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beauty dish

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Phottix is continuing to build up their light modifiers with their brand new line of Luna modifiers. These modifiers are collapsible–similar to the Westcott Rapid Boxes which we previously reviewed. The beauty dish comes in a 28 inch configuration while the Octa comes in a 43 inch size. The modifiers use fiberglass rods that connect to a speedring for mounting to your favorite lights. Granted, it comes with a Bowens speedring, but those are becoming an industry standard at this point. However the rings can be swapped out for another.

The Octa will set you back $75 while the folding beauty dish will cost $65.

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Recently, I attended a photography event, This Is Studio Light, organized by my friend Scott Wyden and hosted by Dynalite. I am a big supporter of helping others learn the craft of photography, as well as learning as much as I possibly can and that’s what we did that day. We started the day with a presentation by Scott called “Photography Studio Lighting On A Budget”(free on Udemy). We then discussed light modifiers with Dynalite’s Jim Morton. Since a lot of Dynalite’s equipment has built-in 32 channel Pocket Wizard transceivers to enable wireless shooting, we had Pocket Wizard Plus III’s and X’s to use.  While shooting I got a quick hands on with a few Dynalite products for the first time.

Here is what I thought.

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Today I’m giving you a very quick behind the scenes look at how I sometimes photograph items for the site. I’ve got one style with a black background where I just point a speedlite at the ceiling, and then there is a more complicated setup, like what I did yesterday for the Zeiss 15mm f2.8 review.

Years ago, I took a box and glued white pieces of paper to it: the same type of paper that you would find in those large art sketch pads. I did this all over in varying layers. The front and top are cut off. On top of the setup, I usually place a light. In this case, it is my Chris Gampat Beauty Dish Hack and 580 EX II. However, I shot all of the photos with my Olympus 17mm f2.8 and EP2. In order to set the flash off, I needed a hard connection. My Phottix wireless triggers didn’t work, so I instead opted for Syl Arena’s OCF TTL cord. Olympus and Canon’s TTL systems don’t play nice together, so I set the flash to manual. Then I adjusted all of my settings and blasted the item with light.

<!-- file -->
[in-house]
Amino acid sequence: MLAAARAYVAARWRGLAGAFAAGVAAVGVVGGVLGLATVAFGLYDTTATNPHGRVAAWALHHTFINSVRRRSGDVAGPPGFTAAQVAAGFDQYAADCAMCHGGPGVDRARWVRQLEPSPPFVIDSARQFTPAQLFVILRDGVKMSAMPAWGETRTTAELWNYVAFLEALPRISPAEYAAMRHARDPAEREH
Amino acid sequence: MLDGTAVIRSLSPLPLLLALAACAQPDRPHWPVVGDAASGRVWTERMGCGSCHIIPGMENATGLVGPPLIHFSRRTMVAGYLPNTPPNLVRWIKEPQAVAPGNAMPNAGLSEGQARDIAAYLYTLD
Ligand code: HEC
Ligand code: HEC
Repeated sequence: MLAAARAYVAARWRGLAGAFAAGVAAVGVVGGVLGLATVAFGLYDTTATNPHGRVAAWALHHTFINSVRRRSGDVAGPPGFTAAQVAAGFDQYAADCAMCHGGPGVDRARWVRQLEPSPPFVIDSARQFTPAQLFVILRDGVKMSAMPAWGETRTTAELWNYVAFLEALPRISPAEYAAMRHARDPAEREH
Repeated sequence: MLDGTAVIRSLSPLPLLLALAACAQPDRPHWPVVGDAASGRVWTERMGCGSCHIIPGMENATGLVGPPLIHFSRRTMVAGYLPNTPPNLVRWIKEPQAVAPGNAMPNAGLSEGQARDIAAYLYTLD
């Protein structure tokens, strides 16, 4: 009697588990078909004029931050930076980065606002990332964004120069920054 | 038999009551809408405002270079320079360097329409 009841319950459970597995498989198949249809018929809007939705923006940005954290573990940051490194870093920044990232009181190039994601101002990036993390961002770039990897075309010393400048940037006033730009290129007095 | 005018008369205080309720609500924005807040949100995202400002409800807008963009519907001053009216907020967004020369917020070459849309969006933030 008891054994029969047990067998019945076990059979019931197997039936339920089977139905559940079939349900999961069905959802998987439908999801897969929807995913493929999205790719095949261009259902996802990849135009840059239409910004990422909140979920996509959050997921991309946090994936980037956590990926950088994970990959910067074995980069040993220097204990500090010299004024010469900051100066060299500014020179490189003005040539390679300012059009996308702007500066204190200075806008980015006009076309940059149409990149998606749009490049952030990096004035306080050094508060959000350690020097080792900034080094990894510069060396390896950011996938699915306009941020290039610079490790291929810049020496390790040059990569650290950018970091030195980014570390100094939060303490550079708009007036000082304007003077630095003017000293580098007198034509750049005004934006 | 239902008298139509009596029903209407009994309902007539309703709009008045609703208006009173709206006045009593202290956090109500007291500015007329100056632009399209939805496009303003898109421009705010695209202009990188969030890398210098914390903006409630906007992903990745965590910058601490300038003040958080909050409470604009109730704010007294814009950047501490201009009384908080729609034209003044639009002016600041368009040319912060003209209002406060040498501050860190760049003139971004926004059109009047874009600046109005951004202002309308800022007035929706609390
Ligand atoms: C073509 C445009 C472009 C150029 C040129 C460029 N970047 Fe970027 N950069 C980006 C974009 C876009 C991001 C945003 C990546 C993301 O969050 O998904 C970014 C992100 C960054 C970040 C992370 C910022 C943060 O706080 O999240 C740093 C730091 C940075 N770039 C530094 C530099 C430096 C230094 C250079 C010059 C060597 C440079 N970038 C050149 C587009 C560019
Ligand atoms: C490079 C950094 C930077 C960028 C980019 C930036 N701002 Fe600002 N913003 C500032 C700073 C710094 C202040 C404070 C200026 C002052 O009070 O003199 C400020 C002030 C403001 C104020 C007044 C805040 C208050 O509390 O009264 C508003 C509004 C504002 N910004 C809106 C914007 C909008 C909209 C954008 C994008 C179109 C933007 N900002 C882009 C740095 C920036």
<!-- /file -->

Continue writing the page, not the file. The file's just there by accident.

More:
Very little post-production was done to the images.

Be sure to check out our other useful photography tips.

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As many of you know, we’re fans of film here at The Phoblographer. Pretty much every staff member shoots with film at one time or another and we have a real feeling that all of photography’s faces and mediums should be experienced in order for someone to find themselves and their identity. Personally, I’m smitten with my Polaroid Land Camera 210. But it’s limited in that I have pretty much no manual control over the shutter or aperture. In practice, that meant that I was shooting photos with some weird looks to them.

And then I decided to start using a flash. I’m smacking myself for not doing this earlier; as it’s so easy to use and will immediately improve the quality of your images by tenfold.

Editor’s Note: Thank you so much to my very good buddy Gabe Biderman for the Instant Film.

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Silver Bounce Umbrella

Silver Bounce Umbrella

How many of you out there are afraid of, or intimidated by off-camera lighting? Don’t be afraid to admit it; I was in that same boat when I first began too. A favorite quote that I have accepted lately, “If you’re too afraid to try for fear of failure, you’ve failed already” – Anonymous. If anyone knows where this quote came from, let me know in the comments. Okay, back to the subject. You can read an infinite amount of material on off-camera lighting. The problem is that there is almost too much information. You might fall into the trap of info overload without actually learning for yourself with experimentation and practice. My advice would be to read enough information to learn how to get your flash off the camera and then get out there and shoot.

Editor’s Note: This is a guest blog posting by Travis Lawton, the Lawtographer

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I’ve grown smitten with Beauty Dishes as of late. For those of you that don’t know, a Beauty Dish is a light modifier that takes light firing into the back of the dish, reflects it against a plate, and then reflects it against a white dish to spread the light out evenly. When I tested out the Strobros, I knew that I had to have more. So with some inspiration from Todd Owyoung and DIYPhotography‘s Editor Udi Tirosh’s book previously reviewed here, I set out to use existing items to make a Beauty Dish work with my Canon speedlite on the cheap.

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